The ‘Moses’ automaton watches are perhaps the most famous and iconic among all the Swiss automaton timepieces made in the early years of the 19th century. These extremely rare and highly complex automatons somehow mesmerize the viewer, and once seen in action they linger always in one’s memory thereafter. The sheer difficulty of conceiving and realizing a mechanical movement capable of operating a series of delayed actions and combining it with a varicoloured gold and enamel scene of premier quality is a paragon of watchmaking, paying tribute to the outstanding skills of Swiss master watchmakers, casemakers, jewellers and enamellers of the period.

To the best of our knowledge, this spectacular specimen is the first to be offered at international auction in a decade. For the past almost 20 years it has been revered as part of one of the world’s great private watch collections, it is an exciting moment indeed that Christie’s is able to give today’s collectors the once in a generation chance to own one of these most elusive of automaton watches.

The choice of scene is derived from the book of Exodus (Greek for departure, expedition, procession), the second book of the Hebrew bible and the Old Testament. The Book of Exodus tells how Moses leads the Israelites out of Egypt and through the wilderness to Mount Sinai, where Yahweh reveals himself and offers them a Covenant: they are to keep his Torah (i.e. law, instruction), and in return he will be their God and give them the land of Canaan. In Exodus 17:1-17, the Israelites encamped at Rephidim, there was no water and the people quarrelled with Moses. (Exodus 17:1-2). God told Moses to strike the rock at Horeb to produce water, and they called the place Massah (trial) and Meribah (quarrel) (Exodus 17:5-7).

The extremely complex automata of realistically simulates the scene in three sequences: Moses strikes the rock twice with his staff, the rock opening to reveal a flowing waterfall, framed by two kneeling Israelites drinking the water from their goblets. An opening underneath the scene reveals a second automaton scene comprising two putti striking a bell apparently in unison with the repeating. The varicoloured gold appliques are of highest quality and impress by their richness and the finely chased details but also the realistically flowing water simulated by a revolving glass rod. The superb quality of the painted enamel background depicting the Children of Israel beneath the Eye of God brilliantly illustrates the celebrated art of enamel miniatures originating from Geneva in the early 19th century.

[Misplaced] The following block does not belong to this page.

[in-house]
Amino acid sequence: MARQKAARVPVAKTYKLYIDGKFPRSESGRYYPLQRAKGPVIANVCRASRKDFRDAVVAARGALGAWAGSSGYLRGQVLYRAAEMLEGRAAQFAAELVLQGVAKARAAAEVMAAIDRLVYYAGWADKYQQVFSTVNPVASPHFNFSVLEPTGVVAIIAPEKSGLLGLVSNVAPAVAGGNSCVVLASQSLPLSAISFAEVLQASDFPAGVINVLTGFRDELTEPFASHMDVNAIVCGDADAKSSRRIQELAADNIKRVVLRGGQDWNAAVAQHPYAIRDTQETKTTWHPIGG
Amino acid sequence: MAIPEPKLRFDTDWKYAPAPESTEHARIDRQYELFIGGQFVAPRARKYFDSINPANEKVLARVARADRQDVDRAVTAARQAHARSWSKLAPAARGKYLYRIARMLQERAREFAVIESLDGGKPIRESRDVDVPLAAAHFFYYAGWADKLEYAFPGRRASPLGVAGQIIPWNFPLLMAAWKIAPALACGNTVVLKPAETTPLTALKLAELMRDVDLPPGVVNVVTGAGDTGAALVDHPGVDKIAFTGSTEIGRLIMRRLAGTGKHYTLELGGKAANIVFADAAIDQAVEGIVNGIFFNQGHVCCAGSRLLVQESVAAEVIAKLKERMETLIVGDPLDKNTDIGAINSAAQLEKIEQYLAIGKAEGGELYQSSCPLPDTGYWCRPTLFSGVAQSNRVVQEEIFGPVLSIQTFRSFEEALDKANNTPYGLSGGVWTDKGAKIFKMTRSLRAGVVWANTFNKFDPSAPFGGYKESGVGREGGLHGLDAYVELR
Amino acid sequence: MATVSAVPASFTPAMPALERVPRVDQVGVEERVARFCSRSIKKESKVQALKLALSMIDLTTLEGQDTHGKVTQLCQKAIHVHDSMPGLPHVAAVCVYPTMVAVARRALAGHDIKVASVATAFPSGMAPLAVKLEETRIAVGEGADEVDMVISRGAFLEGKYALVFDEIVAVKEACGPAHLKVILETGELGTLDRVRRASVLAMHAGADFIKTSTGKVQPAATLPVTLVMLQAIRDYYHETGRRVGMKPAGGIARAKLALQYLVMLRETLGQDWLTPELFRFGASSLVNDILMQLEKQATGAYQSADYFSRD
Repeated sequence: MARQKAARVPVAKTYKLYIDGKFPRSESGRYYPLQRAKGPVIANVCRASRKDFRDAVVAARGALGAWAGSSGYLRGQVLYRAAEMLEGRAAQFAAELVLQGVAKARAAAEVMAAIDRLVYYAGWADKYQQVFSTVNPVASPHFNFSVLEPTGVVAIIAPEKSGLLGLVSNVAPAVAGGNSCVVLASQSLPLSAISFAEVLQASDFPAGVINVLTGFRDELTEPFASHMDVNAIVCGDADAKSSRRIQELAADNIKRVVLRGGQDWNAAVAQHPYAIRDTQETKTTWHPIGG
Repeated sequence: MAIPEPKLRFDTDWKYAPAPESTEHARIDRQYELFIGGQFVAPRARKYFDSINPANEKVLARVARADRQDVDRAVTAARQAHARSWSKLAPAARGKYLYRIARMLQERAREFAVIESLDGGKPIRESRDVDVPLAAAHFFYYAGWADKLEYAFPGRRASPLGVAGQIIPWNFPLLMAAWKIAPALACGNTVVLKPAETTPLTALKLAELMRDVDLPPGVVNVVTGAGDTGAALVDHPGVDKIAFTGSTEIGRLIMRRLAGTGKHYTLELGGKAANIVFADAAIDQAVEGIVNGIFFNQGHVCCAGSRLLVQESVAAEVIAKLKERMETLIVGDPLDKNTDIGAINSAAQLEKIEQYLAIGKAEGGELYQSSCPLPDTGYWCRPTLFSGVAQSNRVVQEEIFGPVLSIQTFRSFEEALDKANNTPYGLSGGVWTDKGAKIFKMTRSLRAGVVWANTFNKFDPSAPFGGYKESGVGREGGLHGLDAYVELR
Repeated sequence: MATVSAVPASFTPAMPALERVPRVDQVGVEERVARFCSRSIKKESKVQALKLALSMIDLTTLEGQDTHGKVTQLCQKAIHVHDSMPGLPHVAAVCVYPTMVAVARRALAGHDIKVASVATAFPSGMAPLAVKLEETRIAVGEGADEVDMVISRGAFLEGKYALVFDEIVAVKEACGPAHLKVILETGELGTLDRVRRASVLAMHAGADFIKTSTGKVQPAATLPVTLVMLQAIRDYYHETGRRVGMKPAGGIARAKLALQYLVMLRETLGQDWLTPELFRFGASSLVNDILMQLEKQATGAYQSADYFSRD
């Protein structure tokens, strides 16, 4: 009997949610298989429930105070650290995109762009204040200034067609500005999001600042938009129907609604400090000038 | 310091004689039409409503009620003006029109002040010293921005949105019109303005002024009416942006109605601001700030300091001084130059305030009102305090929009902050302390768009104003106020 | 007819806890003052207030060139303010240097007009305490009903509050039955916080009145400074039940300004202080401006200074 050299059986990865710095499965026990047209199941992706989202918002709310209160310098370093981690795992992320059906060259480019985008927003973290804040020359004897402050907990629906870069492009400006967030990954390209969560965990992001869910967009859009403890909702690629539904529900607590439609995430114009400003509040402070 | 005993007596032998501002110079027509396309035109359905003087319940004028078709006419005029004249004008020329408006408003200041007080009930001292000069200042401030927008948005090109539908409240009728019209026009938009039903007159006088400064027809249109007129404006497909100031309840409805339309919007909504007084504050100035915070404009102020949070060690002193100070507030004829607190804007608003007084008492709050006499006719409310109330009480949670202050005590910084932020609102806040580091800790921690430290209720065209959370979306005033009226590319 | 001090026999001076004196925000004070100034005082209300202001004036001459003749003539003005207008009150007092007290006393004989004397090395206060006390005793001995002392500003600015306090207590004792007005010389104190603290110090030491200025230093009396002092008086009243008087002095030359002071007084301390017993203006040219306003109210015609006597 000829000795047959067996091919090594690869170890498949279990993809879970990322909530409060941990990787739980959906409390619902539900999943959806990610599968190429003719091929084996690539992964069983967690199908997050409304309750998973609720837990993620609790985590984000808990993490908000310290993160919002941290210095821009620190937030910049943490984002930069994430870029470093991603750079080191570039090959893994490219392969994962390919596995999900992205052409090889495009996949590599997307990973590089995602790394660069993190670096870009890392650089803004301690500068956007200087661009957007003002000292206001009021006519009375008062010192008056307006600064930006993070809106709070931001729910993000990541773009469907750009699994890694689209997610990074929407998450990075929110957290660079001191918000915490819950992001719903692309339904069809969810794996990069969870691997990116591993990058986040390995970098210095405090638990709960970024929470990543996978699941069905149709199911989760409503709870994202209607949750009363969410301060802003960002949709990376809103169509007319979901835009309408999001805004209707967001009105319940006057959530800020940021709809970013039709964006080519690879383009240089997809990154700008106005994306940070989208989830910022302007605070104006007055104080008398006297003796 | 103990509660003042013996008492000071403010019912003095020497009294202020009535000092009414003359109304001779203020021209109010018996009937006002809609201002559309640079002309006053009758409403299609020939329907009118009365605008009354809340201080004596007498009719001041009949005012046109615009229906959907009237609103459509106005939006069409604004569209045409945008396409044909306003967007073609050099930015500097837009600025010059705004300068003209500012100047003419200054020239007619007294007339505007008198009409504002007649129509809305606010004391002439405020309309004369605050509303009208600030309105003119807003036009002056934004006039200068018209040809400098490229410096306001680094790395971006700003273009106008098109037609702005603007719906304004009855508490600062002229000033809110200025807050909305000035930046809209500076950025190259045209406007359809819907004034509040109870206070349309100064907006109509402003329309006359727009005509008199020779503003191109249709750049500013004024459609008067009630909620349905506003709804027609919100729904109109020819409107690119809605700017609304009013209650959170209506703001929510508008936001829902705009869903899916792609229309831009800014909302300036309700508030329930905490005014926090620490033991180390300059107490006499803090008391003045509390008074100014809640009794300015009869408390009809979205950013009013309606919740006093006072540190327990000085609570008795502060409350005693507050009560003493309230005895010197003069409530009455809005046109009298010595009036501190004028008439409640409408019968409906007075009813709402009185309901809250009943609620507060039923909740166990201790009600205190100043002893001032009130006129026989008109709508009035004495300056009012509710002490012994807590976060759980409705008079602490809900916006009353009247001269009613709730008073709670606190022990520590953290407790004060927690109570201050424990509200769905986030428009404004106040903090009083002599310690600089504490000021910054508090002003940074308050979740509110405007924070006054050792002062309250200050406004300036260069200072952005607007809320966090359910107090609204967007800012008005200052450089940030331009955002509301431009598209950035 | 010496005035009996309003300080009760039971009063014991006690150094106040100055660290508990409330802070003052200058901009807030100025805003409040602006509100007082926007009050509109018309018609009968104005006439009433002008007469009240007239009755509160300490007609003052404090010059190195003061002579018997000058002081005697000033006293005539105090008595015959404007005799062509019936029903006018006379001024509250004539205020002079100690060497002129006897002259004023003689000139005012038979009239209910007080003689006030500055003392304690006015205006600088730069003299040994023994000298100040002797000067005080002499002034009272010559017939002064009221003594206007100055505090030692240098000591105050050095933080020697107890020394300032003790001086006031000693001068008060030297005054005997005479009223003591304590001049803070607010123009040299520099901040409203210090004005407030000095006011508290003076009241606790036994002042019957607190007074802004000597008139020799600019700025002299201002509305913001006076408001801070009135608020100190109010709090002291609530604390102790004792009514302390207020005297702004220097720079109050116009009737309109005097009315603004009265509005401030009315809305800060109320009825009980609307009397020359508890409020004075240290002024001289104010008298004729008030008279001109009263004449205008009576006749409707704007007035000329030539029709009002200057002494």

Only five "Moses" automaton watches are known to have survived, all are slightly differing in form, size, finish and enamelling. Each of these horological masterpieces is today a part of the world's most prestigious collections:

1 - The Patek Philippe Museum, Geneva.
2 - The Sandoz Collection, Musée de l'Horlogerie du Locle, Château des Monts, Le Locle, Switzerland.
3 - The Beyer Clock and Watch Museum, Zürich.
4 - Christie’s Geneva, May 16, 2011, lot 71, by tradition given as a gift by Empress Eugénie of France, wife of Napoleon III, to Field Marshal Lintorn Simmons GCB GCMG.
5 - The present watch, consigned by an exceptional collector.

The present ‘Moses’ automaton watch can firmly be attributed to the Neuchâtel maker Charles Ducommun when compared to two of the other known examples; the watch sold at Christie’s in 2011 was signed ‘Ch. Ducommun dit Boudrit’ and bears identical casemaker’s initials ‘FTD’ to the present watch; the specimen in the Sandoz Collection which is illustrated in Chapuis ‘Les Automates’ and in ‘La Montre des origines au XIXe siècle' by Claudia Cardinal, has very similar movement construction and also identical casemaker's initials to both other watches.

Charles Ducommun dit Boudrit or Boudry
Charles Ducommun, also called Boudrit or Boudry, was a master watchmaker from Neuchâtel. He worked in Madrid before settling in Geneva where he became particularly renowned for his complicated watches featuring equation of time, calendars, jump hours, automata and others.

More from Rare Watches

View All
View All